• Like I said to Rach, Google would have done so much user testing before this was all rolled out. And it’s still optional for the moment – I think…

      It’s strange that you should say the airy-ness is a bit of a migraine inducer for you. I’ve read so many reports on how line height and padding in design makes things easier to read, no matter what size the font is – padding is key to making text heavy pages easier to read. I still agree with them on that.

  4. Long comment is long…

    It is still optional – but the point for me is that this is only for the moment, while they gather feedback. Eventually, everyone will be forced to use it whether they want to or not – or use IMAP to port their email elsewhere. Given that they can offer the choice of the two now, I don’t see why this cannot continue to be the case, unless they intend to give people the choice of selecting options from the original interface – in which case I’ll be happy enough if it includes putting the text buttons back. Since I usually use the Google Redesigned add-on, if that continues to use the same spacing as the old version, that won’t be a problem whether Google allows the user to change the spacing or not.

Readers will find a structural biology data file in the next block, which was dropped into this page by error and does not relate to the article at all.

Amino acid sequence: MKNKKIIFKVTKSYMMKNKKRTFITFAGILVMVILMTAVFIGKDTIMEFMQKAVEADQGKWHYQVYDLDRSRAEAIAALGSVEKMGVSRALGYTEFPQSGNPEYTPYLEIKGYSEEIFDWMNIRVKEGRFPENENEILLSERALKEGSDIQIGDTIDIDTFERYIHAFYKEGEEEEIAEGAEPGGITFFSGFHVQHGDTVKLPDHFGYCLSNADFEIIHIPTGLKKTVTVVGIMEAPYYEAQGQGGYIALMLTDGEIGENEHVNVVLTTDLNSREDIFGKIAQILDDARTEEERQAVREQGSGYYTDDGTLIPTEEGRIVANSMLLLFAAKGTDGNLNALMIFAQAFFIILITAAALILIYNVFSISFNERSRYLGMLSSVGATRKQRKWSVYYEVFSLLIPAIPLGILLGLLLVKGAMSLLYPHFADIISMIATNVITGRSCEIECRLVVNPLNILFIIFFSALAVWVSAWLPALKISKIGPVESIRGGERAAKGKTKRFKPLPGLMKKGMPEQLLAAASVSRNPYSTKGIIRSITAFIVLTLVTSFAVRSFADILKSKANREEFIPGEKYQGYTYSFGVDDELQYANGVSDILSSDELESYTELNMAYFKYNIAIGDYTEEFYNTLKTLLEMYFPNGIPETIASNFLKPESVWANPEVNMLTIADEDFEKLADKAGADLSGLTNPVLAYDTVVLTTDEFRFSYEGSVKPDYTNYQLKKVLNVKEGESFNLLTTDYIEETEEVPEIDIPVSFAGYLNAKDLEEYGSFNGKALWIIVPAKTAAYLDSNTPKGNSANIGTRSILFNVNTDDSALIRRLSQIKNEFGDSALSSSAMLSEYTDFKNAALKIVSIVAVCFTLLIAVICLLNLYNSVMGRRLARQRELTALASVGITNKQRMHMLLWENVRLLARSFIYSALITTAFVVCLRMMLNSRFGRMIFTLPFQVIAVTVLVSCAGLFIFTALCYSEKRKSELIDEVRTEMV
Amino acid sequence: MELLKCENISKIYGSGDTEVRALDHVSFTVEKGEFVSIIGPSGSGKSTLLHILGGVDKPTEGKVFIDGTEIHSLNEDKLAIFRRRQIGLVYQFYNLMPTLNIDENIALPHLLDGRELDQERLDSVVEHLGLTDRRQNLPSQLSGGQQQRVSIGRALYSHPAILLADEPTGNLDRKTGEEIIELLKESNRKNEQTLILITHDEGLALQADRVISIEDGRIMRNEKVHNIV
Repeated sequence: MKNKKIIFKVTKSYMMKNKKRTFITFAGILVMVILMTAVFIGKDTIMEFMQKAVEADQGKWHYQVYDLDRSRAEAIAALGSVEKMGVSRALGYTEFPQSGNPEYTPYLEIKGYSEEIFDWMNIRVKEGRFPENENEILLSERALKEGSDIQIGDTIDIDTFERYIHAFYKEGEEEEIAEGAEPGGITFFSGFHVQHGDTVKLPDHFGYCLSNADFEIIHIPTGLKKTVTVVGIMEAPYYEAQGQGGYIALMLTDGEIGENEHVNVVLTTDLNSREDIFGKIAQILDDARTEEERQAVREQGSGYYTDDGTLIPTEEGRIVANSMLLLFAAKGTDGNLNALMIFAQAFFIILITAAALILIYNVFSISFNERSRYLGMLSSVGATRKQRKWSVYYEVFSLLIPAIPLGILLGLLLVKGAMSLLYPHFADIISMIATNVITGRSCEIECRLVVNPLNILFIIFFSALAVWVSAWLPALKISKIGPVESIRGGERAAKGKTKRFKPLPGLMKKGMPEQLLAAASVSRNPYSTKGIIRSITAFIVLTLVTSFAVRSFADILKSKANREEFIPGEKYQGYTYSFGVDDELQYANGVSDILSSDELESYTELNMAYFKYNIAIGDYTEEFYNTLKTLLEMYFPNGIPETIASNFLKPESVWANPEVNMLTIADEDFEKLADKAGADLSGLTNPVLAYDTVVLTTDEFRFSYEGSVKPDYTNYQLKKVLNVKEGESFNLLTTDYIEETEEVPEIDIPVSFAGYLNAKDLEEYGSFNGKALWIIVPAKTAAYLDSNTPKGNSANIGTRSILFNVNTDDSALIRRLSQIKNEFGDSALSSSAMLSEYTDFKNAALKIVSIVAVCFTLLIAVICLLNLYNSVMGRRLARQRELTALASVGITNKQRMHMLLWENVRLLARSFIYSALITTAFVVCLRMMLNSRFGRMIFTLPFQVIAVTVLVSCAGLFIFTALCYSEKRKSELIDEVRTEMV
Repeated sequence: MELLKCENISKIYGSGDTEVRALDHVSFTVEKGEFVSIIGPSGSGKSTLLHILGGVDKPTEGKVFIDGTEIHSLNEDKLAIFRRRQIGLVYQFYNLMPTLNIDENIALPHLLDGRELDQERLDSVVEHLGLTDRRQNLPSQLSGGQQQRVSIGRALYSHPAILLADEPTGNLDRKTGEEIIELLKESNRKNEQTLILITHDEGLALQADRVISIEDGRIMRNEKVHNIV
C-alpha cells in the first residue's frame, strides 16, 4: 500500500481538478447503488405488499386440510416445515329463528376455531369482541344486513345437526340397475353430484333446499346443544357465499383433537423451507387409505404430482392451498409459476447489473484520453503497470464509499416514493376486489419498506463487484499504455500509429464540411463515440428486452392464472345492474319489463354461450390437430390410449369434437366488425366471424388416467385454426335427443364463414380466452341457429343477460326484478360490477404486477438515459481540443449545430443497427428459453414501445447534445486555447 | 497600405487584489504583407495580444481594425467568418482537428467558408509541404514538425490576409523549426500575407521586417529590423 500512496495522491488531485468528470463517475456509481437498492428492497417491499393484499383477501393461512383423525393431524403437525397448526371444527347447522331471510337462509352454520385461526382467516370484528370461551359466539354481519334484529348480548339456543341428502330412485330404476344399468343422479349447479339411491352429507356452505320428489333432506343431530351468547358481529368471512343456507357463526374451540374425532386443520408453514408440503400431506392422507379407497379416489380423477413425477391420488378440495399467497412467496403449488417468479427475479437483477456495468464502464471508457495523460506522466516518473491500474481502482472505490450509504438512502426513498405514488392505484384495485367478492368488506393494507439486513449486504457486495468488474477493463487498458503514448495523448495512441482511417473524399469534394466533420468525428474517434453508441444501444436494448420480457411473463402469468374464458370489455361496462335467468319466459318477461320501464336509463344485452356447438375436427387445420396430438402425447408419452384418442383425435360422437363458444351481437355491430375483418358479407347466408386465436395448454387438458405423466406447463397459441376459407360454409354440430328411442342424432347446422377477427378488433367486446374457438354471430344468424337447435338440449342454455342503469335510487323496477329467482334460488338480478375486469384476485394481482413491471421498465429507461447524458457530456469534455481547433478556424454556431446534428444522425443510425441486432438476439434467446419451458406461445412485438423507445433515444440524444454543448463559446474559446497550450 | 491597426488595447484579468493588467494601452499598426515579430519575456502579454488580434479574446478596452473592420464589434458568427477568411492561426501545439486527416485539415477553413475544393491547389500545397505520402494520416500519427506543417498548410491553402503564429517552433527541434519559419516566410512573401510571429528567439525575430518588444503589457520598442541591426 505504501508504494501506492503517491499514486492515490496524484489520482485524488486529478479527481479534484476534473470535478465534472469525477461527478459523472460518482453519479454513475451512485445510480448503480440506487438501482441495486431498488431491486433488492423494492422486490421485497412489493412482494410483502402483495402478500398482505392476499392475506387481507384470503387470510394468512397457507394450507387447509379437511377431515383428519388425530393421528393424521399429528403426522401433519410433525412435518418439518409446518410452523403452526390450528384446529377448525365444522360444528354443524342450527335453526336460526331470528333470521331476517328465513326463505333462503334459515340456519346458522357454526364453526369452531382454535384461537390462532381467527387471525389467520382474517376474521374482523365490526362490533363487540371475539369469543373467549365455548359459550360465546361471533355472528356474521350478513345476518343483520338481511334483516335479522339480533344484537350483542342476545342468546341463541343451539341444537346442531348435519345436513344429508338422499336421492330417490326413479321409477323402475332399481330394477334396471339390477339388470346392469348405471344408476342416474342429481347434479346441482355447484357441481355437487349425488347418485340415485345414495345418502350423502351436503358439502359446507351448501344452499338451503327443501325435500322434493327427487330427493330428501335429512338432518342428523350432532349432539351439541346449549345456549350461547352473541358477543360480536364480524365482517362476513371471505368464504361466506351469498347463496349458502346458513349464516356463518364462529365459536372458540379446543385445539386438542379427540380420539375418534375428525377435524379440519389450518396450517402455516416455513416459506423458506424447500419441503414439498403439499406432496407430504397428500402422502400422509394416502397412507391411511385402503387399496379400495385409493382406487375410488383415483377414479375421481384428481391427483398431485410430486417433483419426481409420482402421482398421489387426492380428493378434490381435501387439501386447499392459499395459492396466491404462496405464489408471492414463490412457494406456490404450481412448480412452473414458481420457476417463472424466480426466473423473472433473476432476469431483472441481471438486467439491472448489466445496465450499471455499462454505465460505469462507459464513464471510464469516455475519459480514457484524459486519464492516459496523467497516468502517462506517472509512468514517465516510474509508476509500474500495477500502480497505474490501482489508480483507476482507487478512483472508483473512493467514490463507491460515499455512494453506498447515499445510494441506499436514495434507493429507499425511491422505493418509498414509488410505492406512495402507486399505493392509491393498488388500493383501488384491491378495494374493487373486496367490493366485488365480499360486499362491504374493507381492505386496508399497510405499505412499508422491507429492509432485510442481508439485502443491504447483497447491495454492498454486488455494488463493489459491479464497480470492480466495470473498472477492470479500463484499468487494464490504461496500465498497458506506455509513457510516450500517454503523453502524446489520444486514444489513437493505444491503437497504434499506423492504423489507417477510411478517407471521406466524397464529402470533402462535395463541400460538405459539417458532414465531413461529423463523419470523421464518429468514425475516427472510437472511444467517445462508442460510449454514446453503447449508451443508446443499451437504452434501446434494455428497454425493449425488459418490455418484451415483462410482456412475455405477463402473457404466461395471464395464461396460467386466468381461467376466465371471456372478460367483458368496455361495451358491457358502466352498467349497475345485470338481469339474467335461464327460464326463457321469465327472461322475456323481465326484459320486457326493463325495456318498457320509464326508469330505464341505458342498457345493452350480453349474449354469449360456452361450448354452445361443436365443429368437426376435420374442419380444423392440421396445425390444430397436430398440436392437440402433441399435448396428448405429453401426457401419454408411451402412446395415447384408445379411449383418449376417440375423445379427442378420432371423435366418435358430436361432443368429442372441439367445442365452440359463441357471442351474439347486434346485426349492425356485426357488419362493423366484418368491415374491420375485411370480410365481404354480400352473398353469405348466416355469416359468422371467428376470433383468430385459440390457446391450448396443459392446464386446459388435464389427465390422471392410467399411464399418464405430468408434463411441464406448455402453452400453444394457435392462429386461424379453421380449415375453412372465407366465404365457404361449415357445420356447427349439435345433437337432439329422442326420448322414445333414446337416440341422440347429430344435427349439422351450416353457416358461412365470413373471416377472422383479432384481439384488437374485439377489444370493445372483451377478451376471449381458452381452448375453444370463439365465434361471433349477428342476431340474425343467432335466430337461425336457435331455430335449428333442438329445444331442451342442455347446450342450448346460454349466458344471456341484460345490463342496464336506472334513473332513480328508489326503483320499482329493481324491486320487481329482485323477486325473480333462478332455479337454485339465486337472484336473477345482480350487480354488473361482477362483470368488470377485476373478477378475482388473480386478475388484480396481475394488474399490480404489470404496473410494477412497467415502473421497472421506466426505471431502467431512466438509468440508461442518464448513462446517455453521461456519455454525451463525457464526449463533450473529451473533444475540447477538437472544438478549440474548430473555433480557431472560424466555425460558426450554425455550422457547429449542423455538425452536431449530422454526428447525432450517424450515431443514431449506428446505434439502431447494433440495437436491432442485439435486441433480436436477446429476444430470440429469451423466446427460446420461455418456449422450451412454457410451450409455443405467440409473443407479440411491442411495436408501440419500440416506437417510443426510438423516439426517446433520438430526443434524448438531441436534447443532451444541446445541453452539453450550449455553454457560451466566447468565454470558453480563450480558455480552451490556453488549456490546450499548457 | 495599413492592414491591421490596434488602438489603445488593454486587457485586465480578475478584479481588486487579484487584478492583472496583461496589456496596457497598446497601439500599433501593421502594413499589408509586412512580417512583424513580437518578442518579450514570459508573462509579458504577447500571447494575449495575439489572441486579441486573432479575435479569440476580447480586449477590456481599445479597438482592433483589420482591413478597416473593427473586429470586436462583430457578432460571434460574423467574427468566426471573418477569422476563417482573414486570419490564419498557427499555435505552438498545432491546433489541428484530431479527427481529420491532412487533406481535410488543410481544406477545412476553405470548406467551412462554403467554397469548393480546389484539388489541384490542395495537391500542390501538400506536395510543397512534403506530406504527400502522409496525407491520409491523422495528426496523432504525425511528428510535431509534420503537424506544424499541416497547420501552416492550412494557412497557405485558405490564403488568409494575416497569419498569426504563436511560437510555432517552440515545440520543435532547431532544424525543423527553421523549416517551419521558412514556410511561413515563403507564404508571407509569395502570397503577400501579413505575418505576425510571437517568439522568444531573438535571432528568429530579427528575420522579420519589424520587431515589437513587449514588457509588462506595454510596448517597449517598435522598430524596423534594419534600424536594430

With reference to headaches/migraines…
    Three things contribute to this:
    1. My eyesight isn’t that great and my eyes are particularly sensitive to light… and pure white (#ffffff) as a shade on computer monitors generates the largest quantity of light. Whilst large amounts of white (or certain bright colours) aren’t great, I find the glare from white is worse when there is significant amounts of white between other much darker elements, such as pure black (#000000) text. (Glare is one of my migraine triggers, as is continued exposure to what I perceive to be bright light – most people’s normal light is too bright for me – which is why I wear sunglasses when I leave the house.)
    2. I have to concentrate harder than the average person to read in the first place, being dyslexic.
    3. My other medical conditions affect my ability to concentrate, and how fast I become tired, all of which vary on any given day. Some days, the required energy just to concentrate on something will tire me out pretty quickly and if I force myself past my limit – something I don’t do unless I have to – this usually results in a migraine.